RANCHO MIRAGE, CALIF. - As the nation flickered orange on the State Department's color-coded terror alert scale in early April, forensic psychiatrists and a medical anthropologist struggled to define terrorism within a psychiatric context.
"There are almost no experts on terrorism. The field is full of pseudoexperts," said Dr. Ansar Haroun, a forensic psychiatrist who interviewed suspected terrorists in Afghanistan as part of his duties as a military reserve physician called up to serve.
The "dismal state of knowledge" about the psychiatry of terrorism stems, in part, from the total lack of a definition of the very term, said Dr. Haroun, professor of psychiatry and pediatrics at the University of California, San Diego.
"In every culture, there are people who commit bad acts. Some are labeled terrorists, some, freedom fighters," he said at a special session of the annual meeting of the American College of Forensic Psychiatry.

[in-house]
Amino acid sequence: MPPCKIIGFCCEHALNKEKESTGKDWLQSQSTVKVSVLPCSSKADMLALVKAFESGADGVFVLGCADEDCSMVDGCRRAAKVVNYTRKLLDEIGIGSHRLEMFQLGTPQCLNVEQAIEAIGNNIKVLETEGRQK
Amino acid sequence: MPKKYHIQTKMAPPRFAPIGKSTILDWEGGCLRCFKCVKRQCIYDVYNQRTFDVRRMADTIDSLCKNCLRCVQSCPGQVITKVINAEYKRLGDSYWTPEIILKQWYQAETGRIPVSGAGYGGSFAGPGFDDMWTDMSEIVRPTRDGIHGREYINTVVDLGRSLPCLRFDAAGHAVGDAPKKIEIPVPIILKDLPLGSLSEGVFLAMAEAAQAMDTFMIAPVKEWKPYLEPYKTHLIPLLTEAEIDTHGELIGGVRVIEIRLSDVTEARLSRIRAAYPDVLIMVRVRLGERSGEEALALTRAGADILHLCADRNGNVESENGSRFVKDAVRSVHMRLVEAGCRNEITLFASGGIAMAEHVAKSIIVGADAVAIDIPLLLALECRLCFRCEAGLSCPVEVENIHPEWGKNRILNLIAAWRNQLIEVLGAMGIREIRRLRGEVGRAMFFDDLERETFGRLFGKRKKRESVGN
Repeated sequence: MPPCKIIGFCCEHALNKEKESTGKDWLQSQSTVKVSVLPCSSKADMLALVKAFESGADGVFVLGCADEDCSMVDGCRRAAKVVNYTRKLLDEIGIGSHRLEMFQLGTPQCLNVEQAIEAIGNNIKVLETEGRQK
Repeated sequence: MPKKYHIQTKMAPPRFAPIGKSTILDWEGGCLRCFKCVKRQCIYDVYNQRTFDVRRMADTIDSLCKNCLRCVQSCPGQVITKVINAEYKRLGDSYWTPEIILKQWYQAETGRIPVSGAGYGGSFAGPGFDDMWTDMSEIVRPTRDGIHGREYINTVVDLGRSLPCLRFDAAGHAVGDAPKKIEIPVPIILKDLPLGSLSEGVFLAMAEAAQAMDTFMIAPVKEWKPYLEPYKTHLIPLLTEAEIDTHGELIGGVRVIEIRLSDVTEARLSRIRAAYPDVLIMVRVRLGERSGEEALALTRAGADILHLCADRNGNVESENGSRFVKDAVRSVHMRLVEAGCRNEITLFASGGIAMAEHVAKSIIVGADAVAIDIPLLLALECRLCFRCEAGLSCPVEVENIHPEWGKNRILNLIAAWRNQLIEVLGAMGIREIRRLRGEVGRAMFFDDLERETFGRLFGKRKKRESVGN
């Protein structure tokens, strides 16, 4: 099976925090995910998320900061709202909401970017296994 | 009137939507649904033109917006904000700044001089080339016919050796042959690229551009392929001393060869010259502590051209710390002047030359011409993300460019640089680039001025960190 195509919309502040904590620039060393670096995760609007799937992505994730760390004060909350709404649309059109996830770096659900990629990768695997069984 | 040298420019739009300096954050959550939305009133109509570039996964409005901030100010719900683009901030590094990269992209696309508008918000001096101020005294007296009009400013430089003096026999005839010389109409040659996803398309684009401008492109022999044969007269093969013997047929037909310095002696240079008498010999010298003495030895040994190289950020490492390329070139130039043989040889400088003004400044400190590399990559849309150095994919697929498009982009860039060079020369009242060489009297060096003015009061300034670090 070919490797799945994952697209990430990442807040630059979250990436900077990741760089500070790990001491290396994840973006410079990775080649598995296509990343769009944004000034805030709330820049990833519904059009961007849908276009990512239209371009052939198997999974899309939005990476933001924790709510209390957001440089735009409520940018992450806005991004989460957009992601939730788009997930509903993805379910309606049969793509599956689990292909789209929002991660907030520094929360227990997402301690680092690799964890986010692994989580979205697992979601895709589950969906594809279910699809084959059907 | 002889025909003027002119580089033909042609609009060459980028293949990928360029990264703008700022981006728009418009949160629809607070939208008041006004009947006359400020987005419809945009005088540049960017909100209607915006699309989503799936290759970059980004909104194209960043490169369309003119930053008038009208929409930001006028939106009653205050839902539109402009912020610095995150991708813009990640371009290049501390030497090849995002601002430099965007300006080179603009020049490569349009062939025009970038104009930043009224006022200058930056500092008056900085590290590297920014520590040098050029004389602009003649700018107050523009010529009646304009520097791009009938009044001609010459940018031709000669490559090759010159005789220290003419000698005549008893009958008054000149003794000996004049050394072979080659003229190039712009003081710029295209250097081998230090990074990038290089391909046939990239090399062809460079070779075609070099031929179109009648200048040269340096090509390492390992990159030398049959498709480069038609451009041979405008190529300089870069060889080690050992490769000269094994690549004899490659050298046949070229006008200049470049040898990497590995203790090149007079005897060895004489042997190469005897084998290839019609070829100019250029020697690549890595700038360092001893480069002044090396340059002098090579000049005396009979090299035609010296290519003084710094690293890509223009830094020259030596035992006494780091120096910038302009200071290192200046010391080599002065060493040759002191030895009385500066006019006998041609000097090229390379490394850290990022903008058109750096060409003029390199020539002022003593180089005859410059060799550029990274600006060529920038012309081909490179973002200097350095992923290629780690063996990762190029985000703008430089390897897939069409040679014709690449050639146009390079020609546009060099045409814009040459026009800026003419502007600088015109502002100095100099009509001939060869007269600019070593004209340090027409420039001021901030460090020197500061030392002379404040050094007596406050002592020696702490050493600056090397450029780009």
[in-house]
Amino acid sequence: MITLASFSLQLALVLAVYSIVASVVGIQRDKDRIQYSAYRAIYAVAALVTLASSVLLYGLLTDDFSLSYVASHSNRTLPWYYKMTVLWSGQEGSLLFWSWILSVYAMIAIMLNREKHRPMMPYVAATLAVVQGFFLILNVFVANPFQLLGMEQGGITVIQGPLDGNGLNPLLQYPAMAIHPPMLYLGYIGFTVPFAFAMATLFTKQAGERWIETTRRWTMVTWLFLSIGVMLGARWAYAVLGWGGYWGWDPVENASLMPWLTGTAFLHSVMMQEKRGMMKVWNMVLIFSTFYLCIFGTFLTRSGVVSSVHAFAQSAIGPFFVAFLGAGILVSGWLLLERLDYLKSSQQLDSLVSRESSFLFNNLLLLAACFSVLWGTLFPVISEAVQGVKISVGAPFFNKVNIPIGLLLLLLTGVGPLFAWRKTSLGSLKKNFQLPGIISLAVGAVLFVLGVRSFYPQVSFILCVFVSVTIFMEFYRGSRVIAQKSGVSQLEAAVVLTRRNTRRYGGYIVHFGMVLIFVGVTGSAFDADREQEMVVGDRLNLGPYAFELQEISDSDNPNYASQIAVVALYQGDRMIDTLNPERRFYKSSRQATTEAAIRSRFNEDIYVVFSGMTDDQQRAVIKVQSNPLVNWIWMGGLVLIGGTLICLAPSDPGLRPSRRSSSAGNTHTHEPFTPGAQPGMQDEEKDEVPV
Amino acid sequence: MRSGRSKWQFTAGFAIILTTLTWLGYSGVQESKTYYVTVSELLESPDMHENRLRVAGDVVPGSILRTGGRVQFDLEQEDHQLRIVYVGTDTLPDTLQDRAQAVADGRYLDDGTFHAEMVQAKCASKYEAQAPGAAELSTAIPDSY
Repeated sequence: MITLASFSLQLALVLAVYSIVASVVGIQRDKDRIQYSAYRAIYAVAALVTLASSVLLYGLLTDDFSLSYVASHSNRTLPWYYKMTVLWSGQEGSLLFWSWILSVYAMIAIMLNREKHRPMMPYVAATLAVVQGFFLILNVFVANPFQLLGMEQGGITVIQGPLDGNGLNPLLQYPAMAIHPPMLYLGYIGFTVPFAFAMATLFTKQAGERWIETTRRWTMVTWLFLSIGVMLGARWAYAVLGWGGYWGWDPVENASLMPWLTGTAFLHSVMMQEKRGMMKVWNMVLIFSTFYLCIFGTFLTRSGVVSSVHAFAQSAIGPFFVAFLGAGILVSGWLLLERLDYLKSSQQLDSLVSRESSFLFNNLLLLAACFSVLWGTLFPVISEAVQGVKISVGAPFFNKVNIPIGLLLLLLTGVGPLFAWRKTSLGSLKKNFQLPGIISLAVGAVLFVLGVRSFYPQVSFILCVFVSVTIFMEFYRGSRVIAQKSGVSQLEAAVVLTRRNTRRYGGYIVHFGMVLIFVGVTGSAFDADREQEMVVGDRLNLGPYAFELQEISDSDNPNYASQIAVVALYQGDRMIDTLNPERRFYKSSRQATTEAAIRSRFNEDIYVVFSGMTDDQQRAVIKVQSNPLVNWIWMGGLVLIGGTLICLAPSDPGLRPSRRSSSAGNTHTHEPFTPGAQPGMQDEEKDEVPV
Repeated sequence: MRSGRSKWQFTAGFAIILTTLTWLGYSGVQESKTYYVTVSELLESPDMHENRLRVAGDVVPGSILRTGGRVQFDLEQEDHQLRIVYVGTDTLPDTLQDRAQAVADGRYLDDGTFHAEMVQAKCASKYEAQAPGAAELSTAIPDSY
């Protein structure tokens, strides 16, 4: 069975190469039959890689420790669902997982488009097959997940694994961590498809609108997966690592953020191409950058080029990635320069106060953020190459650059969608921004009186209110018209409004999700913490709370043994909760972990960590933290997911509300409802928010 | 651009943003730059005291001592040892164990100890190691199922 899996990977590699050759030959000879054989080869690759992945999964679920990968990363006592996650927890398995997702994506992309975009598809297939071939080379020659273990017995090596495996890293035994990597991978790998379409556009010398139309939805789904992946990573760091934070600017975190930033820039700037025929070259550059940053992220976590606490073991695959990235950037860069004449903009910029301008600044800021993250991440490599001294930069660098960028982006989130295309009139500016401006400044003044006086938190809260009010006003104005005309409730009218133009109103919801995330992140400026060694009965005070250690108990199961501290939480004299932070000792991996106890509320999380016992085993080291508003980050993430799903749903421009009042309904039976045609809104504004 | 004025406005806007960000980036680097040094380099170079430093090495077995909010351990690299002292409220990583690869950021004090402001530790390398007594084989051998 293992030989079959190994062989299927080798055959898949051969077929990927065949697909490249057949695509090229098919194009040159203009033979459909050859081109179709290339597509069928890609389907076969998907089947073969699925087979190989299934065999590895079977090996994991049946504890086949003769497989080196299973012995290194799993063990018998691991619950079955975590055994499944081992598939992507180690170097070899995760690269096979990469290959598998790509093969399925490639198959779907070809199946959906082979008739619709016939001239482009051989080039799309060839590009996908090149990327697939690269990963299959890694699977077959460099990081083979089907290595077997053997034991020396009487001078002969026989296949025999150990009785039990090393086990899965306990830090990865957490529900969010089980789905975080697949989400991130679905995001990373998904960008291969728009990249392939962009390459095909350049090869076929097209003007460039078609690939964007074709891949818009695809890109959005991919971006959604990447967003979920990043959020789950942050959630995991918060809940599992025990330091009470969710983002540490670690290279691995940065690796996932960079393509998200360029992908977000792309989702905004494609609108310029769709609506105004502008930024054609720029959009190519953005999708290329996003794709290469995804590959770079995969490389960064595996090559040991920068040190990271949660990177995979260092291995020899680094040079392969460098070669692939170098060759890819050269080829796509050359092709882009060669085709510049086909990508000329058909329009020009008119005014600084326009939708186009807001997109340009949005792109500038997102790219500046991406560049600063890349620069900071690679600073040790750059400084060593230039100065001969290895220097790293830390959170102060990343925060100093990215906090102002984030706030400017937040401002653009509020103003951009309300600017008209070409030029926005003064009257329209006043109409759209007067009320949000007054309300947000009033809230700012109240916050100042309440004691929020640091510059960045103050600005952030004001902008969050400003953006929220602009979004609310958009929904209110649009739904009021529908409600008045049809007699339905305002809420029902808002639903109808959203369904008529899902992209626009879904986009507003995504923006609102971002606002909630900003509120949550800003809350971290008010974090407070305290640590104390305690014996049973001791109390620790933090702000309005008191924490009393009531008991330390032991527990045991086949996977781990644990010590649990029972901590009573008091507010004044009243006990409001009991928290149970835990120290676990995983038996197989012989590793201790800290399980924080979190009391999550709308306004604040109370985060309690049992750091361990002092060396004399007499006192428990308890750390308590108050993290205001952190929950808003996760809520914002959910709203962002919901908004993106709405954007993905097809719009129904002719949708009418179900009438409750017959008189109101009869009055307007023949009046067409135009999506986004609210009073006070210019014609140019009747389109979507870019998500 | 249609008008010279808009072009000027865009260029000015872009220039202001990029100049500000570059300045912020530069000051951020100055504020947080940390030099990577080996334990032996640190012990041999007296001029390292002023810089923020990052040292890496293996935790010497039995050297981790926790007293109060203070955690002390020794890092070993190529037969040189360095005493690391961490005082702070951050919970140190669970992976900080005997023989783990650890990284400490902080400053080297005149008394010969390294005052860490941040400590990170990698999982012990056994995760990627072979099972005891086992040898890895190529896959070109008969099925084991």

Dr. Jamshid Marvasti, a native of Iran who practices forensic psychiatry in Manchester, Conn., suggested that terrorism is a political, rather than a psychiatric, term.
"If you carry your bomb in your hand, you're a terrorist. If you carry your bomb in an F-14, you are a freedom fighter-a war hero," he said.
Terrorism is not the act, but each society's reaction to that act, he said. …